(I'll do book lists elsewhere on the site. There are just so many books.)
Good calligraphy teachers continue to provide handouts showing historical examples of the script they're teaching, for analysis and study. Good distance-learning calligraphy courses do the same. They do this to try to feed past successful models of handwriting into their students' practice.
During the twentieth century, as previously during its history, calligraphy has continued to overlap and mingle with typography, sign-writing, letter-carving in stone and wood, graffiti, and the fine arts. And, like illustration or ceramics or even architecture – as an applied art, an art with a usefulness – calligraphy remains a little looked down on in Western aesthetic circles as 'not quite the real thing'.
Seb Lester's logo reproductions pinpoint what I think we mean today by 'calligraphy'. A digital copy or a photocopy or even a mimeograph of a Netflix logo or CocaCola logo remains, still, just a logo – but when someone skilled reproduces it by hand using a traditional nib dipped in ink, we deem that that particular instance of the logo has become calligraphy.
Today, in the history of Western calligraphy, we have a good situation in that there are very many more calligraphers and calligraphy enthusiasts than there have ever been before, and we are very much more connected with each other than calligraphers have previously been.
At the same time, towards the end of the twentieth century we saw extensive losses of the formal training institutions and traditional (read: Johnstonian) methods of learning calligraphy.
And, during the last decade, interestingly, the meaning of the word 'calligraphy' has been steadily drifting away from 'broad-edged-nib, historical hands' and into 'brush-pen-writing in a pointed-pen style'.
We are also witnessing a huge decline in
If you are still reading this, you must be in the tiniest top percentage of people with the capacity to take in writing. Either that or you're my mum: hi, BAM. (It's an acronym and I won't tell you what it stands for except that it contains a hyphen and the last word is Mother.)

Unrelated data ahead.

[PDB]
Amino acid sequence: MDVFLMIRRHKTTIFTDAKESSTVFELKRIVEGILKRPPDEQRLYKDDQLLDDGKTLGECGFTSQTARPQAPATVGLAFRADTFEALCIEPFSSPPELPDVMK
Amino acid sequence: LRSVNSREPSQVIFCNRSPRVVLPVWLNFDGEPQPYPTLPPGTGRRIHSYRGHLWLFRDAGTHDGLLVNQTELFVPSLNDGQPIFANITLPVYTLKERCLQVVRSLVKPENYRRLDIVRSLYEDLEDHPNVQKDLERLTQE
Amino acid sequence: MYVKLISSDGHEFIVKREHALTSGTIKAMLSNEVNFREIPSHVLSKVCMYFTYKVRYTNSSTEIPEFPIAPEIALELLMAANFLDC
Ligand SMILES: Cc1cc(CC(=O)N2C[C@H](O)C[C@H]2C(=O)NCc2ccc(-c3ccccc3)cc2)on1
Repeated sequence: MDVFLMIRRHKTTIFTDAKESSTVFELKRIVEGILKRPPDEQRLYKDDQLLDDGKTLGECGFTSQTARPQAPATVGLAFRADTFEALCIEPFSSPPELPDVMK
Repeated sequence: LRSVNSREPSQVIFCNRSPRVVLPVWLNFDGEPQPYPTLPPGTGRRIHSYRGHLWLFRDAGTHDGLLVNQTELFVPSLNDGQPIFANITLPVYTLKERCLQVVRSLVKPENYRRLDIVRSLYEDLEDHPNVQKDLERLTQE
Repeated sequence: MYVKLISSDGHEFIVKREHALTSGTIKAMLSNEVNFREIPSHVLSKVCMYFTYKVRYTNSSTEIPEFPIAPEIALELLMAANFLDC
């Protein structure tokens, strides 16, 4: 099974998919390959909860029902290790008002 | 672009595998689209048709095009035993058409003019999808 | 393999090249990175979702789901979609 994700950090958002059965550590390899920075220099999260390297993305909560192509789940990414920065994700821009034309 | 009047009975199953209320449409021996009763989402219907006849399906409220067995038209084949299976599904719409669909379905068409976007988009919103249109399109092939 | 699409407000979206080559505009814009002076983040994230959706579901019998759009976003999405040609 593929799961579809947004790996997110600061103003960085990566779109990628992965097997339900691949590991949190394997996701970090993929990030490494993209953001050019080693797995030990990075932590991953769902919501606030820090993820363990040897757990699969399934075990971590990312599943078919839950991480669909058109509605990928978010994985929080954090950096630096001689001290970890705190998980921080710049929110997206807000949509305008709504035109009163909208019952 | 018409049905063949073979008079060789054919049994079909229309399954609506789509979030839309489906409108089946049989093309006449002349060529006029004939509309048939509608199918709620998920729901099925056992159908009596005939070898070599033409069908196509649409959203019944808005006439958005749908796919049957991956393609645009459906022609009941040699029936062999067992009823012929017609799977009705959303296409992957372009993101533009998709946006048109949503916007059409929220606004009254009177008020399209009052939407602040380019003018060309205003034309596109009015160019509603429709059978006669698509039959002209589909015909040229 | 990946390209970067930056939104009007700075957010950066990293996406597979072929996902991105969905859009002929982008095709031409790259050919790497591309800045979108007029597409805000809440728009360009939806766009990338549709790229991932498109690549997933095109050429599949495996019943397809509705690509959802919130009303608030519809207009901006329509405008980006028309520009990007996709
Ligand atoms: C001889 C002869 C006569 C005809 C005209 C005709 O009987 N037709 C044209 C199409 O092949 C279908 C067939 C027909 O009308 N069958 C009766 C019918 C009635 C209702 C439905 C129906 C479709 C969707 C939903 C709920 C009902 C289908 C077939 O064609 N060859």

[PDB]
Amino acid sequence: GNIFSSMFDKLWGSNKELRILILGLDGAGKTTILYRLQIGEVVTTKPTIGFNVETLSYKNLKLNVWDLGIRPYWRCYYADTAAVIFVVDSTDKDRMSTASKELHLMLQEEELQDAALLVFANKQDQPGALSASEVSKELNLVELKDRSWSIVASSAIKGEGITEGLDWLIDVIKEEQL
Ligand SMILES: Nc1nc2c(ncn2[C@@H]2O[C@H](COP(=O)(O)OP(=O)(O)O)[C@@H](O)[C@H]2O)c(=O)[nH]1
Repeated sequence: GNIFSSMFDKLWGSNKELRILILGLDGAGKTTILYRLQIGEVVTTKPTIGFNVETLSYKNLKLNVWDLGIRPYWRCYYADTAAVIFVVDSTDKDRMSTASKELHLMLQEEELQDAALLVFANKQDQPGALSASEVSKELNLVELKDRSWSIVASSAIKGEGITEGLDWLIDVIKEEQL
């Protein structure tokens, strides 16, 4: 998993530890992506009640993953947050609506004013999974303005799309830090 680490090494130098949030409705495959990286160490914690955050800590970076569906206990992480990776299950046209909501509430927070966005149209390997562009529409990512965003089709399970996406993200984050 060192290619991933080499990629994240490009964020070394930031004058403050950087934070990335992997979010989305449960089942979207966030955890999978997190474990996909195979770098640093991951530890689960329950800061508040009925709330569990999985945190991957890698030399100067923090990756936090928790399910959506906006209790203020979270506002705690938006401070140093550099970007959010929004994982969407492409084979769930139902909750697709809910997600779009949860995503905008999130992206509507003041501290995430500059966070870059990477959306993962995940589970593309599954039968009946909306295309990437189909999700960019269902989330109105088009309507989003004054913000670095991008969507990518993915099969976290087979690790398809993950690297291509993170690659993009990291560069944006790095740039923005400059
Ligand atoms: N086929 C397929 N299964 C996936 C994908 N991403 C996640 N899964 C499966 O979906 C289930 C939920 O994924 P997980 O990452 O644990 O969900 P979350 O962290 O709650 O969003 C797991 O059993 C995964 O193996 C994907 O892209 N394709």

You'd think the twenty-first century and Covid-19 would have boosted calligraphy to high heights as 'people look for things to do during lockdown' (That's a thing, right?) But to me it looks as though 'calligraphy', in its wanderings in and out of people's awareness, peaked briefly in 2018 and is now dipping again. Not gonna say nuffing about fickle hobbyists and 'the next scrapbooking craze'. This website has only been around since 2009 and has already seen plenty of dips and rises. Gothic slumps; fraktur climbs; modern calligraphy peaks and falters; italics are like gold funds, always a reassuring hedge :-)
The history of calligraphy, as an interest in forming letters beautifully by hand, is not ending anytime soon.
MS BL Harley 2793, f.33, Psalm 1, 'Beatus uir' (9th century, Carolingian) (c) British Library
Personally, I have found that it is indeed useful to know your roots as a calligrapher. When you understand why and how a script is written the way it is, you get better at it, and also can start developing your own distinctive style in response.
None of the above covers the individual histories of the specific scripts commonly referred to as calligraphic: Roman capitals, uncials, half-uncials, roundhands, gothic, italics and all that. I'll cover those on other pages. Eventually.
Thanks for reading. Let me know your thoughts.
Anon., 'Martin Billingsley: The Pens Excellencie or the Secretaries Delighte (1618)', from English Handwriting Online 1500–1700: An Online Course, University of Cambridge
Asia Society, 'Chinese Calligraphy' (accessed 20 March 2021)
Leedham-Green, Elisabeth, 'Early Modern Handwriting: An Introduction', from English Handwriting Online 1500–1700: An Online Course, University of Cambridge
'Lady Smatter' (nom de plume), 'In Search of a Good Hand', from Her Reputation for Accomplishment (blog) June 15, 2014 (accessed 18 March 2021): part of a brilliant series investigating the practical and informational challenges of acquiring the skills, including penmanship, considered desirable in a young lady during the Regency period.
O'Hogan, Cillian, 'Ancient Books', British Library online (accessed 20 March 2021)
SF Book Reviews, 'The Evolution of the Book' (accessed 20 March 2021)